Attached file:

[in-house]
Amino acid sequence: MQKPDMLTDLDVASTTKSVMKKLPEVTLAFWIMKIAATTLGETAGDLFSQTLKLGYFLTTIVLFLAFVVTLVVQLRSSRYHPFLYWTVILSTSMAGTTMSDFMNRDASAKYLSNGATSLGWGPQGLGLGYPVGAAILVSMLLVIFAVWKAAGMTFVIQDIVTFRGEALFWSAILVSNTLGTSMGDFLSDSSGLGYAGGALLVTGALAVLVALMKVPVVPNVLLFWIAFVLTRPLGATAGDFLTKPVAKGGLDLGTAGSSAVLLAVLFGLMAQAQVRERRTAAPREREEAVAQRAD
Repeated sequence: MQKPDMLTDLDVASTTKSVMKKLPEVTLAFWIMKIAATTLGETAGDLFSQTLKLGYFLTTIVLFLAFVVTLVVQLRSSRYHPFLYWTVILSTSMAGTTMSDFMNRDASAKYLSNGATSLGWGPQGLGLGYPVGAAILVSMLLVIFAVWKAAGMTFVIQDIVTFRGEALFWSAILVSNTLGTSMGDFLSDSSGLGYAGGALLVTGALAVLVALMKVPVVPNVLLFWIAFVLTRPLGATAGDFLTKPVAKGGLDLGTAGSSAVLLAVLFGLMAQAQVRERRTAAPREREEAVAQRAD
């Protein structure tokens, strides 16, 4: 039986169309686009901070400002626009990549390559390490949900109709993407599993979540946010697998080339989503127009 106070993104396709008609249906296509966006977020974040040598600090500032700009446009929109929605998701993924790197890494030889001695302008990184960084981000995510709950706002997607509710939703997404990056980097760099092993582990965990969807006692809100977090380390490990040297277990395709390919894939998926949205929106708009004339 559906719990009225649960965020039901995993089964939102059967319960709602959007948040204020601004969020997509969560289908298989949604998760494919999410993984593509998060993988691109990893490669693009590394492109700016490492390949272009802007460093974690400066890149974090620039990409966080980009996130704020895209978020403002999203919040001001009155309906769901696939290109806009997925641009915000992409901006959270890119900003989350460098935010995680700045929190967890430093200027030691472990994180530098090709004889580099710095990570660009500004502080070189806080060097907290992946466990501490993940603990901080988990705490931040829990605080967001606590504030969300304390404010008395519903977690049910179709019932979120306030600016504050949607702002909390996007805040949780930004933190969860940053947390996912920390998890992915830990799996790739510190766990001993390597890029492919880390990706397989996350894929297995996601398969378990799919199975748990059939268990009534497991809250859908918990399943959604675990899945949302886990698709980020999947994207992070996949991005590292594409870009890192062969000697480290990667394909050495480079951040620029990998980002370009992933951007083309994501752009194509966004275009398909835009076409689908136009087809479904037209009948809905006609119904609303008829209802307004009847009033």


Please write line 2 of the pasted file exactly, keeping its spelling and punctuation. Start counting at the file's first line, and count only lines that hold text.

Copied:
Amino acid sequence: MQKPDMLTDLDVASTTKSVMKKLPEVTLAFWIMKIAATTLGETAGDLFSQTLKLGYFLTTIVLFLAFVVTLVVQLRSSRYHPFLYWTVILSTSMAGTTMSDFMNRDASAKYLSNGATSLGWGPQGLGLGYPVGAAILVSMLLVIFAVWKAAGMTFVIQDIVTFRGEALFWSAILVSNTLGTSMGDFLSDSSGLGYAGGALLVTGALAVLVALMKVPVVPNVLLFWIAFVLTRPLGATAGDFLTKPVAKGGLDLGTAGSSAVLLAVLFGLMAQAQVRERRTAAPREREEAVAQRAD